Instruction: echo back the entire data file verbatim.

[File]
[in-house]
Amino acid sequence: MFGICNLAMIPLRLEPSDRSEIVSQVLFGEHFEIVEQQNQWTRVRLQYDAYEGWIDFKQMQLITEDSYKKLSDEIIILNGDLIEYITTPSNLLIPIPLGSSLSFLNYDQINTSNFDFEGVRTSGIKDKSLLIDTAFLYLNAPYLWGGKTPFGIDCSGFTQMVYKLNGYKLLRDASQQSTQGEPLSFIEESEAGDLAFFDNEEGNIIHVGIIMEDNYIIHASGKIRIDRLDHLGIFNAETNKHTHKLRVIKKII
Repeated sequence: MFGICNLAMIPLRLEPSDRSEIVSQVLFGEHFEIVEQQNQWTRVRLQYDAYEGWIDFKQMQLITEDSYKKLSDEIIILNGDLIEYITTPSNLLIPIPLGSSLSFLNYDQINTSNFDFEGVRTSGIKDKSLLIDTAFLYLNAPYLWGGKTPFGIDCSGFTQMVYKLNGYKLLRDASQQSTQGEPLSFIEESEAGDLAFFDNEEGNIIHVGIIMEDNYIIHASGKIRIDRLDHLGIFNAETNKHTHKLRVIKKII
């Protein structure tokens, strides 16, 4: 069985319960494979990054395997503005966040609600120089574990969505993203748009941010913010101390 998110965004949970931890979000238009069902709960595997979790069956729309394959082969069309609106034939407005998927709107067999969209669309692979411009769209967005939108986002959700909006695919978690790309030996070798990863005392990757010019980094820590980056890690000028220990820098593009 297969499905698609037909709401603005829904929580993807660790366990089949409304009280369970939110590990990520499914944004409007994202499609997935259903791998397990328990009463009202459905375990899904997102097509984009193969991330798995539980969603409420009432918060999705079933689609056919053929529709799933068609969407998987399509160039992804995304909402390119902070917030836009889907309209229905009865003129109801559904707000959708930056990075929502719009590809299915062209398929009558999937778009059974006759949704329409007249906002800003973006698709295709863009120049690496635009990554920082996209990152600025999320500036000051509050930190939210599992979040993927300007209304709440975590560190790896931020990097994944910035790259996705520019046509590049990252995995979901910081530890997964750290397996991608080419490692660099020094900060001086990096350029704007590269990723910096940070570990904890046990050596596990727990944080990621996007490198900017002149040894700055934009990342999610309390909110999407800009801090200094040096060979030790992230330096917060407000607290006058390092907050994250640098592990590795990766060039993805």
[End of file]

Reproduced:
[in-house]
Amino acid sequence: MFGICNLAMIPLRLEPSDRSEIVSQVLFGEHFEIVEQQNQWTRVRLQYDAYEGWIDFKQMQLITEDSYKKLSDEIIILNGDLIEYITTPSNLLIPIPLGSSLSFLNYDQINTSNFDFEGVRTSGIKDKSLLIDTAFLYLNAPYLWGGKTPFGIDCSGFTQMVYKLNGYKLLRDASQQSTQGEPLSFIEESEAGDLAFFDNEEGNIIHVGIIMEDNYIIHASGKIRIDRLDHLGIFNAETNKHTHKLRVIKKII
Repeated sequence: MFGICNLAMIPLRLEPSDRSEIVSQVLFGEHFEIVEQQNQWTRVRLQYDAYEGWIDFKQMQLITEDSYKKLSDEIIILNGDLIEYITTPSNLLIPIPLGSSLSFLNYDQINTSNFDFEGVRTSGIKDKSLLIDTAFLYLNAPYLWGGKTPFGIDCSGFTQMVYKLNGYKLLRDASQQSTQGEPLSFIEESEAGDLAFFDNEEGNIIHVGIIMEDNYIIHASGKIRIDRLDHLGIFNAETNKHTHKLRVIKKII
């Protein structure tokens, strides 16, 4: 069985319960494979990054395997503005966040609600120089574990969505993203748009941010913010101390 998110965004949970931890979000238009069902709960595997979790069956729309394959082969069309609106034939407005998927709107067999969209669309692979411009769209967005939108986002959700909006695919978690790309030996070798990863005392990757010019980094820590980056890690000028220990820098593009 297969499905698609037909709401603005829904929580993807660790366990089949409304009280369970939110590990990520499914944004409007994202499609997935259903791998397990328990009463009202459905375990899904997102097509984009193969991330798995539980969603409420009432918060999705079933689609056919053929529709799933068609969407998987399509160039992804995304909402390119902070917030836009889907309209229905009865003129109801559904707000959708930056990075929502719009590809299915062209398929009558999937778009059974006759949704329409007249906002800003973006698709295709863009120049690496635009990554920082996209990152600025999320500036000051509050930190939210599992979040993927300007209304709440975590560190790896931020990097994944910035790259996705520019046509590049990252995995979901910081530890997964750290397996991608080419490692660099020094900060001086990096350029704007590269990723910096940070570990904890046990050596596990727990944080990621996007490198900017002149040894700055934009990342999610309390909110999407800009801090200094040096060979030790992230330096917060407000607290006058390092907050994250640098592990590795990766060039993805």